The Light Ignited

Ignite the Light 2017

Shelby K., Writer

A town-hall type discussion known as Ignite the Light took place during fifth and sixth period on February 3rd, touching on important topics that students were eager to discuss. Whether it was about physical appearance, mental disorders, sexuality, race, or something else, students were open to speaking their mind and to listening to what others had to say.

“We have to pay attention and listen,” declared Sophomore Hailey Thompson at the meeting. Many people agreed with her, saying that the first step to solving the problem is listening and understanding. What exactly is the problem, though?

Freshman Emily Kubinak elaborated, describing how “people box you out and kind of separate you into a different category.” People do this for many reasons, but the main focus of the discussion seemed to be about race and the stereotypes that coincide with different skin colors.

Senior Devin Gleaton gave an example of these stereotypes in our everyday lives: “Just because of my skin color, because I’m black, doesn’t mean I’m going to do this or that.” Other students gave great examples as well, such as people making assumptions about them wearing a hoodie when they are really just cold or having a bad hair day.

According to Gleaton, we can solve the problem if we “work to uplift and not to bring down.” Many students said that people should not go around judging others without knowing all the facts. This idea was a common theme throughout the meeting: you should never judge a book by its cover. However, it can be hard to repress the unconscious bias within all of us.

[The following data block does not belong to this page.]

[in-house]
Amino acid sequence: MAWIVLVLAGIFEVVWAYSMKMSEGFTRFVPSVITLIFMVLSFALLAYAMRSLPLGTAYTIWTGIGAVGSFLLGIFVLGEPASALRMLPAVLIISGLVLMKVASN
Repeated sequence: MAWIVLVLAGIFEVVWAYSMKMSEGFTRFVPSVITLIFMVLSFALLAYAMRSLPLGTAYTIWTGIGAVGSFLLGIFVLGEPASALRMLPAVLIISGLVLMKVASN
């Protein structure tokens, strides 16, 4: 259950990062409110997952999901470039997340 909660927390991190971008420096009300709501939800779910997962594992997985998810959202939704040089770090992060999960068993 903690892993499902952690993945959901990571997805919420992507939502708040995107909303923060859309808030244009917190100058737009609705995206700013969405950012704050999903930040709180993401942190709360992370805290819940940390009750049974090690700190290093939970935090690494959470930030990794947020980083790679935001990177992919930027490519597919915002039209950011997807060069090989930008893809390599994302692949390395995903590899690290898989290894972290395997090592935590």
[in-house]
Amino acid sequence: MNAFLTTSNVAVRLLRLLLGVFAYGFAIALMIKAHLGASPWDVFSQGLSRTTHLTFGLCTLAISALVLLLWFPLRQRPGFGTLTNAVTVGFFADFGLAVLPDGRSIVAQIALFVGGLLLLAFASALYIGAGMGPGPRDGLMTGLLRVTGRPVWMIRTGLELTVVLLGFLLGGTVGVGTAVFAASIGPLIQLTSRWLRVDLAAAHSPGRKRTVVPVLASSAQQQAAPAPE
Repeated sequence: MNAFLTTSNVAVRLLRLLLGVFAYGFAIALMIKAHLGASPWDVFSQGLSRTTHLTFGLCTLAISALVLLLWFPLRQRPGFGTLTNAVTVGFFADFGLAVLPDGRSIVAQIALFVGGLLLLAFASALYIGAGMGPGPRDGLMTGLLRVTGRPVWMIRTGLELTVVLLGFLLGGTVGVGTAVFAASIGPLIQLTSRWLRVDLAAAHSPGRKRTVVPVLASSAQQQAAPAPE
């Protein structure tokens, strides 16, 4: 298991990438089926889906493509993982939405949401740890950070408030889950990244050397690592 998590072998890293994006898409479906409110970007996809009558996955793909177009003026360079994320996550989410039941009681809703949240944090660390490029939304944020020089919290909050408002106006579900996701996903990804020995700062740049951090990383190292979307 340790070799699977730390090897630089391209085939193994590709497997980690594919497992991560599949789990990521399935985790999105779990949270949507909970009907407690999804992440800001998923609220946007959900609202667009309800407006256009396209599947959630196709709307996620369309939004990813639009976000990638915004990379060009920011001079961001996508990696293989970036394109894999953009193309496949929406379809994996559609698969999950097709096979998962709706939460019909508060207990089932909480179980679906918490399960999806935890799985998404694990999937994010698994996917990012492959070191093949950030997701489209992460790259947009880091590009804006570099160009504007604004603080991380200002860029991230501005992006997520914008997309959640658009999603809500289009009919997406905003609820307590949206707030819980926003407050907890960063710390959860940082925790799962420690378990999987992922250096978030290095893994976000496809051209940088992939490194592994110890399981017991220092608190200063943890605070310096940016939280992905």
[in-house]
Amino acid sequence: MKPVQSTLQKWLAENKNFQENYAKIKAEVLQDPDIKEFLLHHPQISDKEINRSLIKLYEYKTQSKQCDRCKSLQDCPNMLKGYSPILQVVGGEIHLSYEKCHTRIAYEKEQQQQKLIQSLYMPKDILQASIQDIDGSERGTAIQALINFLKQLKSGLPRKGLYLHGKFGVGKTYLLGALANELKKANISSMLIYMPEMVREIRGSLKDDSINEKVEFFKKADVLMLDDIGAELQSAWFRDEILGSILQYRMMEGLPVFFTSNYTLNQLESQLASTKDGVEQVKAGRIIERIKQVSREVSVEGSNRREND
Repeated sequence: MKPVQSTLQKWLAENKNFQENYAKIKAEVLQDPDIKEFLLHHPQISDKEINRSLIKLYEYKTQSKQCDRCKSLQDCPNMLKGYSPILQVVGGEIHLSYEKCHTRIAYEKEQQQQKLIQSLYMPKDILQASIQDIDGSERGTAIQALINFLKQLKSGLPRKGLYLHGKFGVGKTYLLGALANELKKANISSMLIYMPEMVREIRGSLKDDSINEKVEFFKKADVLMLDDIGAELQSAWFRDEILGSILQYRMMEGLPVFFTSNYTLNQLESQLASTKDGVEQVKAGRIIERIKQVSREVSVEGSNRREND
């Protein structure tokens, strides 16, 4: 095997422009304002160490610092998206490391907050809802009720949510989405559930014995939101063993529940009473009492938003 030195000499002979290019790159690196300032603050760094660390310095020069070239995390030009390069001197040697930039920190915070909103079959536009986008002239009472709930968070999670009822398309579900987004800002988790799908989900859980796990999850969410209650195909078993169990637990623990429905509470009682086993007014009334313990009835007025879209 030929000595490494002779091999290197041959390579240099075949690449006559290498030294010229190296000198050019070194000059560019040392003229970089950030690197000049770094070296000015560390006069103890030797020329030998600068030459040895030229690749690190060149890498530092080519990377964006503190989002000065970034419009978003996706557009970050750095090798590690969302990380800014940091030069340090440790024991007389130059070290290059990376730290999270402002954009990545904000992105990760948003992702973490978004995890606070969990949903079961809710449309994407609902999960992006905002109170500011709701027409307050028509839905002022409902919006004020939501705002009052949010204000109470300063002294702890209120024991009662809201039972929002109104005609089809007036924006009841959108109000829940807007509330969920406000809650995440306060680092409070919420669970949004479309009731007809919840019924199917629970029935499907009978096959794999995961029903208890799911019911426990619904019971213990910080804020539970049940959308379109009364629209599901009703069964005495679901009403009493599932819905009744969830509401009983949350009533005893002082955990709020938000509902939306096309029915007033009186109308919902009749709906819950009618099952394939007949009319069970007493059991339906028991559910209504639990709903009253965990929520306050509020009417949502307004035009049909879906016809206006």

“Since we are so diverse, many students may not believe they have racial biases,” explained Senior Jordyn Battle. “However, we all have unconscious biases no matter the extremity and [they] can influence who we [talk] to, who we’re friends with, or even what teachers we like.” Battle then illustrated how we can work to get rid of or suppress unconscious bias, saying that “the only way a person can reduce their own biases is through their own willingness to do so.” This means spreading awareness is crucial since people need to first be aware that they have biases before they are amenable to change.

Although, we cannot just focus on the unconscious bias. “I think it is very important to address the blunt forms of biases but just as important to address the subtle form that we all have,” Battle stated. Some advice she gives as to how to go about addressing bias is to “have an open mind” and reassures that even though it can be hard, it can be done.

She also thinks that a good way to combat these issues is to “have discussions in class about it” and “have schoolwide assemblies.” She emphasizes the idea that people are not always willing to learn, which is why she believes “the past ignite the light assemblies have been amazing” but that it is not enough to reach the people who turn a blind eye to their own biases.

Overall, Battle does not believe racism will ever go away, but does believe that “if we allow more people to learn and understand their own biases, the reduction of them will be immense.”